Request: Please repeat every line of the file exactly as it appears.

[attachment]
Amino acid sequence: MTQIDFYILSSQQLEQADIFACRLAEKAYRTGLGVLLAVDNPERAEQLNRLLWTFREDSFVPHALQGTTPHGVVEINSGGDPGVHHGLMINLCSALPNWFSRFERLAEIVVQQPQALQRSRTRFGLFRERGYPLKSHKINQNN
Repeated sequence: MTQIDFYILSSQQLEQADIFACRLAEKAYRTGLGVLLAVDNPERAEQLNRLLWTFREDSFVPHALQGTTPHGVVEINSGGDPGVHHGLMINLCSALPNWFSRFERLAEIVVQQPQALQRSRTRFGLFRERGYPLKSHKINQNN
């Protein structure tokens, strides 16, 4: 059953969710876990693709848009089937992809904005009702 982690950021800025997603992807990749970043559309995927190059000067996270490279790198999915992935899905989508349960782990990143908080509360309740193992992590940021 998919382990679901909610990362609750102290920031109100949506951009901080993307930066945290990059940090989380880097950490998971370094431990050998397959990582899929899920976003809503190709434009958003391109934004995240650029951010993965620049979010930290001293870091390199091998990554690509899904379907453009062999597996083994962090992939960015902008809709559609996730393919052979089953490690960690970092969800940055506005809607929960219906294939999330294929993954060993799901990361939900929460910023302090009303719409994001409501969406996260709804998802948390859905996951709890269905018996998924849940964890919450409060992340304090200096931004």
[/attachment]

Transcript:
Amino acid sequence: MTQIDFYILSSQQLEQADIFACRLAEKAYRTGLGVLLAVDNPERAEQLNRLLWTFREDSFVPHALQGTTPHGVVEINSGGDPGVHHGLMINLCSALPNWFSRFERLAEIVVQQPQALQRSRTRFGLFRERGYPLKSHKINQNN
Repeated sequence: MTQIDFYILSSQQLEQADIFACRLAEKAYRTGLGVLLAVDNPERAEQLNRLLWTFREDSFVPHALQGTTPHGVVEINSGGDPGVHHGLMINLCSALPNWFSRFERLAEIVVQQPQALQRSRTRFGLFRERGYPLKSHKINQNN
């Protein structure tokens, strides 16, 4: 059953969710876990693709848009089937992809904005009702 982690950021800025997603992807990749970043559309995927190059000067996270490279790198999915992935899905989508349960782990990143908080509360309740193992992590940021 998919382990679901909610990362609750102290920031109100949506951009901080993307930066945290990059940090989380880097950490998971370094431990050998397959990582899929899920976003809503190709434009958003391109934004995240650029951010993965620049979010930290001293870091390199091998990554690509899904379907453009062999597996083994962090992939960015902008809709559609996730393919052979089953490690960690970092969800940055506005809607929960219906294939999330294929993954060993799901990361939900929460910023302090009303719409994001409501969406996260709804998802948390859905996951709890269905018996998924849940964890919450409060992340304090200096931004």